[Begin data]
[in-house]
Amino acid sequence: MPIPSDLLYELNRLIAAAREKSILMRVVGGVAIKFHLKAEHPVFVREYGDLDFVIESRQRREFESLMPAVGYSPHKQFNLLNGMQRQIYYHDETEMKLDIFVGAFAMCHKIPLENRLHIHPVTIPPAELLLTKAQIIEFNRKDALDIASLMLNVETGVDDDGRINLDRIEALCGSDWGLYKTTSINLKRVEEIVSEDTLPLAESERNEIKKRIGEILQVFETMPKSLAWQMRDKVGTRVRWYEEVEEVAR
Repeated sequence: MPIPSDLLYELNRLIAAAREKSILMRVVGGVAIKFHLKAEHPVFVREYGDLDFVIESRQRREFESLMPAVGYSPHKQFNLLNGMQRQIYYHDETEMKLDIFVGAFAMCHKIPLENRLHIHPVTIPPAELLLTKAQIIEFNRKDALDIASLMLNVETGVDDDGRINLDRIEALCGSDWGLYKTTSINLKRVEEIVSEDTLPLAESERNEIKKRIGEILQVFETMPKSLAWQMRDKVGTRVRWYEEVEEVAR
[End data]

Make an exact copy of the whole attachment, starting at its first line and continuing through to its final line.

[in-house]
Amino acid sequence: MPIPSDLLYELNRLIAAAREKSILMRVVGGVAIKFHLKAEHPVFVREYGDLDFVIESRQRREFESLMPAVGYSPHKQFNLLNGMQRQIYYHDETEMKLDIFVGAFAMCHKIPLENRLHIHPVTIPPAELLLTKAQIIEFNRKDALDIASLMLNVETGVDDDGRINLDRIEALCGSDWGLYKTTSINLKRVEEIVSEDTLPLAESERNEIKKRIGEILQVFETMPKSLAWQMRDKVGTRVRWYEEVEEVAR
Repeated sequence: MPIPSDLLYELNRLIAAAREKSILMRVVGGVAIKFHLKAEHPVFVREYGDLDFVIESRQRREFESLMPAVGYSPHKQFNLLNGMQRQIYYHDETEMKLDIFVGAFAMCHKIPLENRLHIHPVTIPPAELLLTKAQIIEFNRKDALDIASLMLNVETGVDDDGRINLDRIEALCGSDWGLYKTTSINLKRVEEIVSEDTLPLAESERNEIKKRIGEILQVFETMPKSLAWQMRDKVGTRVRWYEEVEEVAR